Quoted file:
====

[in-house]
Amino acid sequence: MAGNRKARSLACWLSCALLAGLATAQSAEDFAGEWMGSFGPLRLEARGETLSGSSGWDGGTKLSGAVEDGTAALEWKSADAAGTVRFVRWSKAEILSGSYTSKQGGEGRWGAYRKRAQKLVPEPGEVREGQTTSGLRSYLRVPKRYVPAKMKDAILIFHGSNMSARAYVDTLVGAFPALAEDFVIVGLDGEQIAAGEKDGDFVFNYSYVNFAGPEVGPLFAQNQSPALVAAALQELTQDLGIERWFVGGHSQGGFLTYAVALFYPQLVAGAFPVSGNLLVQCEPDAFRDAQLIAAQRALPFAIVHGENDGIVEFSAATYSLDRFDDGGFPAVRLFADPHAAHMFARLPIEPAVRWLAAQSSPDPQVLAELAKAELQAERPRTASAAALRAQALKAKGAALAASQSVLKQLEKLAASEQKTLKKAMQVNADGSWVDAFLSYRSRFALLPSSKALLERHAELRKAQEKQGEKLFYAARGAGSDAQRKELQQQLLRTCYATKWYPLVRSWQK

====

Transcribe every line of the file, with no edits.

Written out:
[in-house]
Amino acid sequence: MAGNRKARSLACWLSCALLAGLATAQSAEDFAGEWMGSFGPLRLEARGETLSGSSGWDGGTKLSGAVEDGTAALEWKSADAAGTVRFVRWSKAEILSGSYTSKQGGEGRWGAYRKRAQKLVPEPGEVREGQTTSGLRSYLRVPKRYVPAKMKDAILIFHGSNMSARAYVDTLVGAFPALAEDFVIVGLDGEQIAAGEKDGDFVFNYSYVNFAGPEVGPLFAQNQSPALVAAALQELTQDLGIERWFVGGHSQGGFLTYAVALFYPQLVAGAFPVSGNLLVQCEPDAFRDAQLIAAQRALPFAIVHGENDGIVEFSAATYSLDRFDDGGFPAVRLFADPHAAHMFARLPIEPAVRWLAAQSSPDPQVLAELAKAELQAERPRTASAAALRAQALKAKGAALAASQSVLKQLEKLAASEQKTLKKAMQVNADGSWVDAFLSYRSRFALLPSSKALLERHAELRKAQEKQGEKLFYAARGAGSDAQRKELQQQLLRTCYATKWYPLVRSWQK